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The Statesman

The Student News Site of Stony Brook University

The Statesman


    A Complicated Debut

    Laleh Khadivi’s debut novel, “The Age of Orphans,” is a strange and difficult read. I say this with the utmost respect to an author who is both ruthless and daring in her description of the Kurdish land.

    As a whole, the novel paints a grim picture that is both culturally and politically charged and manages to entice the reader into a dark, unforgiving land that gives rise to the orphan, Reza Pejman Khourdi.

    In the tradition of such novels as “The Kite Runner” by Khaled Hosseini, this one follows the tale of the central character from his devastating beginnings to a somewhat humbling end. In a lot of ways, it is harsher and more pronounced, and surprisingly so, considering it comes from a female author.

    Khadivi narrates the tale of Reza, who loathes his Kurdish origins out of self-preservation. His young blood is driven by the horrific acts against the Kurds, which compel him to join the military ranks. At Kermanshah, where he is finally assigned, he oversees the Kurdish people as they assimilate into Iran, vainly craving independence. Meena, his Iranian wife, fuels his inner turmoil over Kurdish independence and Iranian assimilation, even as this leads to an unanticipated end.

    One of the novel’s charms is its historical quality. Even as Khadivi maintains a constant narration, she relates the history of the Kurdish land, a place that has seen more owners than most others. As Reza is urinating, Khadivi tells us in one rich sentence:

    “The boy pees through the slats of wood and takes water from the cask as the medley of men and burdened beasts moves atop the arid earth that never belonged to anyone after the Parthians (once) and the Sassanids (once) and the Mongols (once) and the Turks (just then) and the Russians (now and then) and the shah (soon), and so the Kurdish clan moves on, to own whatever piece of land they step on or roll over or smash for just that single moment of impact and no longer.”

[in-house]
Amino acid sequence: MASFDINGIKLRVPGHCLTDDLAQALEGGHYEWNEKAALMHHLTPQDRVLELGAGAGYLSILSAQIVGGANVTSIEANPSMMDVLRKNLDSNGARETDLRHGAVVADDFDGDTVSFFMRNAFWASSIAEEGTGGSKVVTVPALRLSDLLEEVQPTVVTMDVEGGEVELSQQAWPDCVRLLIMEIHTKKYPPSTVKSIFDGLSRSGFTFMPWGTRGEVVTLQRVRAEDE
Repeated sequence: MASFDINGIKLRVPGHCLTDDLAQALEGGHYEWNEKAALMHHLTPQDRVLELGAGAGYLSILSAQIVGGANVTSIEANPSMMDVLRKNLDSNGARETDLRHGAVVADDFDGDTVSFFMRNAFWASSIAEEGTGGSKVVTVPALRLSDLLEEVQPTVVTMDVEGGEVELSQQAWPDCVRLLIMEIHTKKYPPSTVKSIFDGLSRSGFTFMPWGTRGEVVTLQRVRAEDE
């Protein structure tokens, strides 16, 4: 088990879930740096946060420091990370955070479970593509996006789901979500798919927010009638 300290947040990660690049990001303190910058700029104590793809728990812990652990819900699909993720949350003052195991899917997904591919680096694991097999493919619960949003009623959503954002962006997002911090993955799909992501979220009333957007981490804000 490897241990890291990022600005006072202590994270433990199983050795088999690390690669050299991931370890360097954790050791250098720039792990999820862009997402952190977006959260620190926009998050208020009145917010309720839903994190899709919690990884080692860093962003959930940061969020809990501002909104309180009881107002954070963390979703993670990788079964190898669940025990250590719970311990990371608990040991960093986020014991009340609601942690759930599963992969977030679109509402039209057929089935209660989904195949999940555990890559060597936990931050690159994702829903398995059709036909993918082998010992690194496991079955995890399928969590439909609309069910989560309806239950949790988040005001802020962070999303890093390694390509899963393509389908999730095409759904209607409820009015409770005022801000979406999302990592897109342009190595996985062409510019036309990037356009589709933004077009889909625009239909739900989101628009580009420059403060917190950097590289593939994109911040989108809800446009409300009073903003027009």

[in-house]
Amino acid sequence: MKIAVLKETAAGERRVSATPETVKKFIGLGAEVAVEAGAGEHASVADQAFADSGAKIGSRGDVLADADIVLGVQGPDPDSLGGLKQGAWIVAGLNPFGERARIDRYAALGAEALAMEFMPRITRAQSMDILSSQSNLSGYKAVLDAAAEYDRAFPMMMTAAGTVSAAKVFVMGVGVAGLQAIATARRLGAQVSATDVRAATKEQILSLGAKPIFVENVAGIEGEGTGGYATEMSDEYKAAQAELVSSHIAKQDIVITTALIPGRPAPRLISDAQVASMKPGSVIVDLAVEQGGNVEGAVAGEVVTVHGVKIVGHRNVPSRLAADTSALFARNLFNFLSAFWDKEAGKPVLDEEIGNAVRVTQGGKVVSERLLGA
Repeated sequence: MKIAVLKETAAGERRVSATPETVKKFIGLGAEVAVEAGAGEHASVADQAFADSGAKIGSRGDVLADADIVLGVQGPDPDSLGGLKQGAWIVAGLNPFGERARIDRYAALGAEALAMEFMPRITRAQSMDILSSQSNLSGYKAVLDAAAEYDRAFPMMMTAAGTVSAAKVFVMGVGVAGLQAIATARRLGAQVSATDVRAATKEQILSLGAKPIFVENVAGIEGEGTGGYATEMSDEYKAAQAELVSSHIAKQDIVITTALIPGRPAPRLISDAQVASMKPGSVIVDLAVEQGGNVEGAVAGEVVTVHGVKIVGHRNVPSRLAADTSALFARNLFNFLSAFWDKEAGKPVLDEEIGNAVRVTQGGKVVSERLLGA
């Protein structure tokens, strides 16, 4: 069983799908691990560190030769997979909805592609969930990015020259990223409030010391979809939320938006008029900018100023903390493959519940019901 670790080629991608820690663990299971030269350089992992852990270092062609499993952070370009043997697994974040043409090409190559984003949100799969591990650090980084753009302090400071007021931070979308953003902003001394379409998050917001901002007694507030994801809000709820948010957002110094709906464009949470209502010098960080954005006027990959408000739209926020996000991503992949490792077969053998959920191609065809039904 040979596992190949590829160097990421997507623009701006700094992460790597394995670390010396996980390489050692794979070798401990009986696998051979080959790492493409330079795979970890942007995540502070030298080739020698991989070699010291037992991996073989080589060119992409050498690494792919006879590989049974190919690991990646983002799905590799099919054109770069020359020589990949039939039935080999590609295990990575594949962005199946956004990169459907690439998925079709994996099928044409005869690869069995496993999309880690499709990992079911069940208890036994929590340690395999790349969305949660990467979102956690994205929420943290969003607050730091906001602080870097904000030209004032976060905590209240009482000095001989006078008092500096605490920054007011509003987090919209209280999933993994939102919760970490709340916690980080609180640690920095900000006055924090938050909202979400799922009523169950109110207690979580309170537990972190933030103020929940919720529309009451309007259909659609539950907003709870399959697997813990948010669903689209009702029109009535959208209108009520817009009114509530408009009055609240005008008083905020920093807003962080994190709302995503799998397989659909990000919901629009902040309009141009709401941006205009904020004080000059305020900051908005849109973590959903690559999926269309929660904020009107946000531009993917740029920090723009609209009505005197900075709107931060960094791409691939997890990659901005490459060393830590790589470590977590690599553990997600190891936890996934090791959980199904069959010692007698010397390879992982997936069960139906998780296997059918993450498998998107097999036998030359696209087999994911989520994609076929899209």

This technique on its own doesn’t always work for Khadivi. She throws a lot of information on one page, while the next ten may not even reveal much. Furthermore, she ungracefully uses orotund phrases infused among successive “and”s with no commas at all. Thankfully, this zealous locution only spans the first section of the novel.

    When looked at in sections, the novel does not always maintain the same tone. But as a whole, it has the unpredictability of the author and the place that Khadivi is narrating about. Hence, even as the flow appears inconsistent, it manages to weave a dynamic narration that captures the life of an orphan from all aspects.

    The one caveat of the novel is that it doesn’t soften the reader’s journey early on. When I said earlier that the novel is a difficult and strange read, I meant to use that to describe not just the jarring content, but also the jarring narration, which is minimal at best. We do not learn the central character’s name or age until several pages into the book. If the first section is meant to serve as the introduction to this novel in parts, it does so both uncharacteristically and ineffectively.

    However, even as we struggle to read more about this unnamed character, it’s hard not to feel the agony of a young boy being circumcised as he longs for his mother’s milk. Although syntactically difficult to read, Khadivi’s descriptions are crafty in the first fifth. It is perhaps this ability of the author to stir within us a sense of empathy while narrating a foreign tale that is her genius. This is also why even though you might be tempted to put down the book in the first few pages, I encourage you to read on as it is rare to experience empathy for something so unimaginable.

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